Speaking of consumerism, during the Superbowl, what does a company spending $3.5 million for a short commercial result into? Does that necessarily equate to more revenue for them since they buy more of their product? Does that mean their suppliers will need to prepare for an influx of orders and receipts? No, it basically means they spend that much on advertising a product they know could cause problems for consumers later on if left unchecked. It means that they basically support such entities whose job it is is to keep many Americans hostage from what they really want in life and ride with the wave of catchy songs, cool celebrities, and celebrated phrases. Again, I am not taking competition in a negative light, but, I think it’s time for a change of heart and say that businesses who really want to gain their light should not focus on buying commercial airtime just to make their point. Rather, they should gain trust from their consumers and sellers, and I mean trust being that they deliver the product companies produce in a best, humane manner while making sure that they listen to the consumers’ needs and demands to make their products better.

Finally, it’s all about domination. Yes, football is a game like other sports where one team wins and its opponent loses. But, when one team suddenly starts attacking the opponent’s weaknesses just to earn points while risking another player’s life, is that domination positive or negative? I know that football is a rough game, but, should they actually address the health issues of it more often? I would see really muscular players in the media portrayed as the “ideal man”, when in reality, it’s all hyped up, made by Photoshop, and shown in exaggeration in the media so that more consumers can follow that person. Same goes as when a team starts hitting its opponents hard, causing them to become stronger and making more touchdowns and field goals, thus making the game one-sided. In perfect competition, a weaker opponent must be given tools so that he can catch up and win the game; unfortunately, the reality is that the more solid team gets more endorsements from other advertisers and networks, leaving its opponents behind looking for sponsors on their own. Domination, in my opinion, is a double-edged sword: it can help a team succeed in a game like the Superbowl, while it allows players to be blinded by their own motivations and hurting opponents who just want to play fair.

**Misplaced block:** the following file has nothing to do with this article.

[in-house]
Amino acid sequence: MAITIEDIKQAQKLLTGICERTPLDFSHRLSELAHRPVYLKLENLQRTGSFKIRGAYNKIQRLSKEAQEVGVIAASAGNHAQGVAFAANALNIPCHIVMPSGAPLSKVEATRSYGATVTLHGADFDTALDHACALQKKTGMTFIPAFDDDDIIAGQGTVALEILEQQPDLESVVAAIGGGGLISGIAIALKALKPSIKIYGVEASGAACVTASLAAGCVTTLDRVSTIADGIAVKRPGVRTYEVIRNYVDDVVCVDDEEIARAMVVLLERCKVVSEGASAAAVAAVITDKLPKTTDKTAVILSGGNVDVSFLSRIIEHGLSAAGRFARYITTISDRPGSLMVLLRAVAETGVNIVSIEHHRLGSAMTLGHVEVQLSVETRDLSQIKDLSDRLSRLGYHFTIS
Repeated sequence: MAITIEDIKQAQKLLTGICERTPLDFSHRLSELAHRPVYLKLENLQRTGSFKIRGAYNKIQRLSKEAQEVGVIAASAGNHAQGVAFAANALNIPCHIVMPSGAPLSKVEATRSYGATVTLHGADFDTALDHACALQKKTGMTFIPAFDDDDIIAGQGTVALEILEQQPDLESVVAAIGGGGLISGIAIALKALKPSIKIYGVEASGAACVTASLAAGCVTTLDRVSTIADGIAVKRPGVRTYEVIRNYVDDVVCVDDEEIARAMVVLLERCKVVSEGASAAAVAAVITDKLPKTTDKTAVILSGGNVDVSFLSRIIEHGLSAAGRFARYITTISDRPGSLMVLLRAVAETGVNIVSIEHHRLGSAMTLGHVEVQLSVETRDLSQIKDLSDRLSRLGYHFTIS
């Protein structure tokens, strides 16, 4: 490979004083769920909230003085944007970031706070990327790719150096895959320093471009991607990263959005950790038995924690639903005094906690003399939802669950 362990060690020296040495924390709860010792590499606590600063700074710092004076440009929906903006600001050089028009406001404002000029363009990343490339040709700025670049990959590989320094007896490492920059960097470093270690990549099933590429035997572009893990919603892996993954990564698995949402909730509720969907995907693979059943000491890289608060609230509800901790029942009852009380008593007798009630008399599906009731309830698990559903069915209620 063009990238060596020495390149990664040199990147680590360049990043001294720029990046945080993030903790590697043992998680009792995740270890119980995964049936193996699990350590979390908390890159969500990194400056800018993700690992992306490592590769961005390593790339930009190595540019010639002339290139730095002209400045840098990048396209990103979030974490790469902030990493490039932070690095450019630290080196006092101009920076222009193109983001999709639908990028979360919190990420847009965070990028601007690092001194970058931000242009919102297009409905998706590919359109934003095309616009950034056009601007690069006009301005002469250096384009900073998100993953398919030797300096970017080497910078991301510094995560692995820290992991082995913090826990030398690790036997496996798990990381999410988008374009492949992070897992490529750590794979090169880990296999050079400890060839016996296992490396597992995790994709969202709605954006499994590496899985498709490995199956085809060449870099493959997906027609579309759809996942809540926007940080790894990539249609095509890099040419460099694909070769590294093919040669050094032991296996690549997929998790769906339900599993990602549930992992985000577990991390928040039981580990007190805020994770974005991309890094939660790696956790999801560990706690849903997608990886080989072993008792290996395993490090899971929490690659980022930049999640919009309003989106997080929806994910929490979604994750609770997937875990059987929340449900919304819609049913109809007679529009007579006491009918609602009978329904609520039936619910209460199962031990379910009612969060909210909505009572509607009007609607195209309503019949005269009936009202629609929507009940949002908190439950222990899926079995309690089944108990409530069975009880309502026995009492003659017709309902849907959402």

I may talk about virtual gaming more and more, but the Superbowl in my opinion is a show I would not even try to watch even for a minute because it is just a show that rakes in billions of dollars more for the companies, and it rarely benefits even the smallest consumer who just end up buying more of their products which may suffer from poor reviews, bad service, and unhealthy benefits. All it benefits is the taxman who would get revenue